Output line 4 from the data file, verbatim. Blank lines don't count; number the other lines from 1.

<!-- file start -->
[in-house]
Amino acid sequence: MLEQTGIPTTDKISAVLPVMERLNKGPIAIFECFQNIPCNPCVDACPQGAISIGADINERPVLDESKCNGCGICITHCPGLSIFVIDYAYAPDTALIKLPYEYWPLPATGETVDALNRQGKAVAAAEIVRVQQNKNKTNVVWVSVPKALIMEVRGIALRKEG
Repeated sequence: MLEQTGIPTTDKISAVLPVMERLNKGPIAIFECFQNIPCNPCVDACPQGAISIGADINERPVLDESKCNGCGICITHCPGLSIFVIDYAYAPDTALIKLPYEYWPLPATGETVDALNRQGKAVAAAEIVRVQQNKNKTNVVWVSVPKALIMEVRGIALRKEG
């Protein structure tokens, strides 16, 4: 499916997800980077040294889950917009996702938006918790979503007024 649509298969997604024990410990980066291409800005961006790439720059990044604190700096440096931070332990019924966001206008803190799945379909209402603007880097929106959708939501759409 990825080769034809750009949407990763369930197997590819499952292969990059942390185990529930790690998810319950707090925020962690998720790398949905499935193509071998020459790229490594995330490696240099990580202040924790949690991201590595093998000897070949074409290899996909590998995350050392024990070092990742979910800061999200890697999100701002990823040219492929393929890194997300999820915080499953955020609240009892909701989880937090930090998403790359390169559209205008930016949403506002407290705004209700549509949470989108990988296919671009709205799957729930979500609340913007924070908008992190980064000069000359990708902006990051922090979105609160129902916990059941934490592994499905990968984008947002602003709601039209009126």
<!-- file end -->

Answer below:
């Protein structure tokens, strides 16, 4: 499916997800980077040294889950917009996702938006918790979503007024 649509298969997604024990410990980066291409800005961006790439720059990044604190700096440096931070332990019924966001206008803190799945379909209402603007880097929106959708939501759409 990825080769034809750009949407990763369930197997590819499952292969990059942390185990529930790690998810319950707090925020962690998720790398949905499935193509071998020459790229490594995330490696240099990580202040924790949690991201590595093998000897070949074409290899996909590998995350050392024990070092990742979910800061999200890697999100701002990823040219492929393929890194997300999820915080499953955020609240009892909701989880937090930090998403790359390169559209205008930016949403506002407290705004209700549509949470989108990988296919671009709205799957729930979500609340913007924070908008992190980064000069000359990708902006990051922090979105609160129902916990059941934490592994499905990968984008947002602003709601039209009126």